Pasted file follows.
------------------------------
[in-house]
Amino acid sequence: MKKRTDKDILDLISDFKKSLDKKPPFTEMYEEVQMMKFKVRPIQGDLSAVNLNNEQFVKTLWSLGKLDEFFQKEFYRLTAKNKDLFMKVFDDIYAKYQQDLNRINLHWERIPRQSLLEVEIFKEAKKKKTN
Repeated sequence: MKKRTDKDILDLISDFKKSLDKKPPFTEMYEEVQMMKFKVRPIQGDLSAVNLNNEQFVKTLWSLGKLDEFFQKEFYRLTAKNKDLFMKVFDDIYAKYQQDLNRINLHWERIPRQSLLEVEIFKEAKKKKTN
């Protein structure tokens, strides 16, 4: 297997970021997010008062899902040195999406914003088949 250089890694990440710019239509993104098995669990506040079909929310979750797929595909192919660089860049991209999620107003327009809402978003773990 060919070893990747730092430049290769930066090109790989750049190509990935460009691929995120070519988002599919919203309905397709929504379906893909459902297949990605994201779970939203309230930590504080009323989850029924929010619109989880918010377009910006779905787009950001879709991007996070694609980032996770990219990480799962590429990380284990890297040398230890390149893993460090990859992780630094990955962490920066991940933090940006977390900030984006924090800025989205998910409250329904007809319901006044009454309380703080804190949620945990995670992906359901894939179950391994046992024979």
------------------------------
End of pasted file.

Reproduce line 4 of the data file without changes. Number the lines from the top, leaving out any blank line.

């Protein structure tokens, strides 16, 4: 297997970021997010008062899902040195999406914003088949 250089890694990440710019239509993104098995669990506040079909929310979750797929595909192919660089860049991209999620107003327009809402978003773990 060919070893990747730092430049290769930066090109790989750049190509990935460009691929995120070519988002599919919203309905397709929504379906893909459902297949990605994201779970939203309230930590504080009323989850029924929010619109989880918010377009910006779905787009950001879709991007996070694609980032996770990219990480799962590429990380284990890297040398230890390149893993460090990859992780630094990955962490920066991940933090940006977390900030984006924090800025989205998910409250329904007809319901006044009454309380703080804190949620945990995670992906359901894939179950391994046992024979």